I will finish this writing with another quote from Sam Masich. Sam is a taijijuan instructor, with very deep knowledge of his subject and an expansive, confident but calm energy. I am not as dedicated a taiji student as I am an equestrian, but I like to borrow useful concepts. He has the feel of someone you could always trust to have your back, or to guide you in your learning – and this is what I aim to embody to my horses. You can get this feel from equestrians too, but its less easy for them to teach it in practise because our discipline doesn’t explain it well. I will borrow his words again – but these are my own, contact practise is about developing the skills to be a better human.

“Touching passes knowledge and goodwill electronically through the high-tension wire of human interaction. To ‘tactualize’ reality, to bring oneself into the deep sensual sphere of physical connection, may be a critical factor in our reaching out into the world in attuned and non-destructive ways.” (Sam Masich 2009).



Bargh, J.A., Chen, M. & Burrows. L. (1996). Automacity of Social Behaviour: Direct Effects of Trait Construct and Stereotype Activation on ACtion. Journal of Personality and Social Psychology. Vol 71:2. American Psychological Association.

Blanchfield, AW., Hardy, J., De Morree, HM., Staiano, W., & Marcora, SM. (2014) Talking yourself out of exhaustion: The effects of self-talk in endurance performance. Medicine

Branderup, B. (2014) Academic Art of Riding – A riding method for the ambitious leisure rider. Cadmos Publishing: Richmond-Upon-Thames, UK.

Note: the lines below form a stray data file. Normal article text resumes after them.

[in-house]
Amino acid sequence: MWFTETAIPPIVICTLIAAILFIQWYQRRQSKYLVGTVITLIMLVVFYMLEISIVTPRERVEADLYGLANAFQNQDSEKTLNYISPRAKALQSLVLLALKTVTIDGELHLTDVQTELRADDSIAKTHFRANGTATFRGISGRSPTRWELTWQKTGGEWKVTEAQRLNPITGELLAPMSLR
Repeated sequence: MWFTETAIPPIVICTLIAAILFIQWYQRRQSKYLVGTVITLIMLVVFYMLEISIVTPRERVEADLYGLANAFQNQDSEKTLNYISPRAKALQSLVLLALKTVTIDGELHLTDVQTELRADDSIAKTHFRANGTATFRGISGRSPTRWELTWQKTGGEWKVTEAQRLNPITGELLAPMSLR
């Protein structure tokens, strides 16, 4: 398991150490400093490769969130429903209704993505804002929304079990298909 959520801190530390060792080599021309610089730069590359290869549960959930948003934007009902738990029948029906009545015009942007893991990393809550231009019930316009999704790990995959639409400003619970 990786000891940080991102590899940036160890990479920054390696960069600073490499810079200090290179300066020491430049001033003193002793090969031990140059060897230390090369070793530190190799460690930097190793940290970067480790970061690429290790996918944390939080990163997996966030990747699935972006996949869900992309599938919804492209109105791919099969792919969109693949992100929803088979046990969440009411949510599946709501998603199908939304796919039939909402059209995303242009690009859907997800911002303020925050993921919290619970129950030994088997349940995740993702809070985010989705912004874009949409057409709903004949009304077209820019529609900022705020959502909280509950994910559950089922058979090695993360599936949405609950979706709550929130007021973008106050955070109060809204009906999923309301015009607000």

Cook, W. R. (2011), Damage by the bit to the equine interdental space and second lower premolar. Equine Veterinary Education, 23: 355-360. doi:10.1111/j.2042-3292.2010.00167.x

Masich, S (2009). Wudan Taiji Jue-Shou – 5 Section Taiji Sensing Hands. Tai CHi CHuan & Oriental Arts Magazine, Summer 2009. The Journal of the Tai Chi Union for Great Britain. Glasgow.

Mata, M., Johnson, C. & Bishop, C. (2015). A Cross-Sectional Epidemiological Study of Prevalence and Severity of Bit-Induced Oral Trauma in Polo Ponies and Race Horses, Journal of Applied Animal Welfare Science, 18:3, 259-268, DOI: 10.1080/10888705.2015.1004407

Ritter, T. (2016) Facebook post.



Leave a Reply

Fill in your details below or click an icon to log in: Logo

You are commenting using your account. Log Out /  Change )

Twitter picture

You are commenting using your Twitter account. Log Out /  Change )

Facebook photo

You are commenting using your Facebook account. Log Out /  Change )

Connecting to %s